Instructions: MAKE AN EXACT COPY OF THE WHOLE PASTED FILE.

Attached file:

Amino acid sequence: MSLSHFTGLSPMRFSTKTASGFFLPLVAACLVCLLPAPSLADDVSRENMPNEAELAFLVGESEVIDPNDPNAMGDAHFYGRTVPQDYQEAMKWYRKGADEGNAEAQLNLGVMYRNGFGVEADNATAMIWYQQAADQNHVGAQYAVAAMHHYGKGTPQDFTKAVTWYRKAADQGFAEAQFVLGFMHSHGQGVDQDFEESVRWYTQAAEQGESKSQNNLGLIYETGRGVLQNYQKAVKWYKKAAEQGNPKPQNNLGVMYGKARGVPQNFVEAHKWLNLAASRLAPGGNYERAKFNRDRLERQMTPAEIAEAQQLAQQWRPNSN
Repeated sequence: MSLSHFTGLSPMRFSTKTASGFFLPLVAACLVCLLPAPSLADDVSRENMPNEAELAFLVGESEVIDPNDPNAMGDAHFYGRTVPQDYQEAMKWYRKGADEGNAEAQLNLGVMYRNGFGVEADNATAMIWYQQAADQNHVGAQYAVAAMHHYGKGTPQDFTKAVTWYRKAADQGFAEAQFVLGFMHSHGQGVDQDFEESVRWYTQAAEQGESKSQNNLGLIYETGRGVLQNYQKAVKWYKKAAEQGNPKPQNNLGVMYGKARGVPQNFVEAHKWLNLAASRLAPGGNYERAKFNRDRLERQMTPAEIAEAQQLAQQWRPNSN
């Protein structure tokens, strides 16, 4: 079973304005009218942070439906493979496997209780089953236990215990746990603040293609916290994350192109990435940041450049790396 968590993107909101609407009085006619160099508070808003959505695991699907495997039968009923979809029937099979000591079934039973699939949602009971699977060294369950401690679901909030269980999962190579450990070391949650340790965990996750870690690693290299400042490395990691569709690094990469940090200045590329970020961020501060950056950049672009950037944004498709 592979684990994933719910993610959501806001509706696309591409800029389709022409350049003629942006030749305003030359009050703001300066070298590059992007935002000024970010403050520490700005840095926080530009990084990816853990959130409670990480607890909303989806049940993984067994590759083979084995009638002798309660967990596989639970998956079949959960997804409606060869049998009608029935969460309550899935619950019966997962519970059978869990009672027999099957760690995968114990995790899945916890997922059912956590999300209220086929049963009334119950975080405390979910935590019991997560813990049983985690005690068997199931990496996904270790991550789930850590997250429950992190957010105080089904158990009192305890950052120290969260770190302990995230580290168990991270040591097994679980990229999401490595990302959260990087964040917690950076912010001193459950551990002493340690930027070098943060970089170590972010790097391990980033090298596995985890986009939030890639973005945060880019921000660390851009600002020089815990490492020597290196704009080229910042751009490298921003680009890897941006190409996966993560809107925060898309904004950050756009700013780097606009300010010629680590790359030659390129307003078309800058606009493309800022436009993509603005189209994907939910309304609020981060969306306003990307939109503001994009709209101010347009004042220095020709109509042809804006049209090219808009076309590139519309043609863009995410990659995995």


Amino acid sequence: MSLSHFTGLSPMRFSTKTASGFFLPLVAACLVCLLPAPSLADDVSRENMPNEAELAFLVGESEVIDPNDPNAMGDAHFYGRTVPQDYQEAMKWYRKGADEGNAEAQLNLGVMYRNGFGVEADNATAMIWYQQAADQNHVGAQYAVAAMHHYGKGTPQDFTKAVTWYRKAADQGFAEAQFVLGFMHSHGQGVDQDFEESVRWYTQAAEQGESKSQNNLGLIYETGRGVLQNYQKAVKWYKKAAEQGNPKPQNNLGVMYGKARGVPQNFVEAHKWLNLAASRLAPGGNYERAKFNRDRLERQMTPAEIAEAQQLAQQWRPNSN
Repeated sequence: MSLSHFTGLSPMRFSTKTASGFFLPLVAACLVCLLPAPSLADDVSRENMPNEAELAFLVGESEVIDPNDPNAMGDAHFYGRTVPQDYQEAMKWYRKGADEGNAEAQLNLGVMYRNGFGVEADNATAMIWYQQAADQNHVGAQYAVAAMHHYGKGTPQDFTKAVTWYRKAADQGFAEAQFVLGFMHSHGQGVDQDFEESVRWYTQAAEQGESKSQNNLGLIYETGRGVLQNYQKAVKWYKKAAEQGNPKPQNNLGVMYGKARGVPQNFVEAHKWLNLAASRLAPGGNYERAKFNRDRLERQMTPAEIAEAQQLAQQWRPNSN
């Protein structure tokens, strides 16, 4: 079973304005009218942070439906493979496997209780089953236990215990746990603040293609916290994350192109990435940041450049790396 968590993107909101609407009085006619160099508070808003959505695991699907495997039968009923979809029937099979000591079934039973699939949602009971699977060294369950401690679901909030269980999962190579450990070391949650340790965990996750870690690693290299400042490395990691569709690094990469940090200045590329970020961020501060950056950049672009950037944004498709 592979684990994933719910993610959501806001509706696309591409800029389709022409350049003629942006030749305003030359009050703001300066070298590059992007935002000024970010403050520490700005840095926080530009990084990816853990959130409670990480607890909303989806049940993984067994590759083979084995009638002798309660967990596989639970998956079949959960997804409606060869049998009608029935969460309550899935619950019966997962519970059978869990009672027999099957760690995968114990995790899945916890997922059912956590999300209220086929049963009334119950975080405390979910935590019991997560813990049983985690005690068997199931990496996904270790991550789930850590997250429950992190957010105080089904158990009192305890950052120290969260770190302990995230580290168990991270040591097994679980990229999401490595990302959260990087964040917690950076912010001193459950551990002493340690930027070098943060970089170590972010790097391990980033090298596995985890986009939030890639973005945060880019921000660390851009600002020089815990490492020597290196704009080229910042751009490298921003680009890897941006190409996966993560809107925060898309904004950050756009700013780097606009300010010629680590790359030659390129307003078309800058606009493309800022436009993509603005189209994907939910309304609020981060969306306003990307939109503001994009709209101010347009004042220095020709109509042809804006049209090219808009076309590139519309043609863009995410990659995995």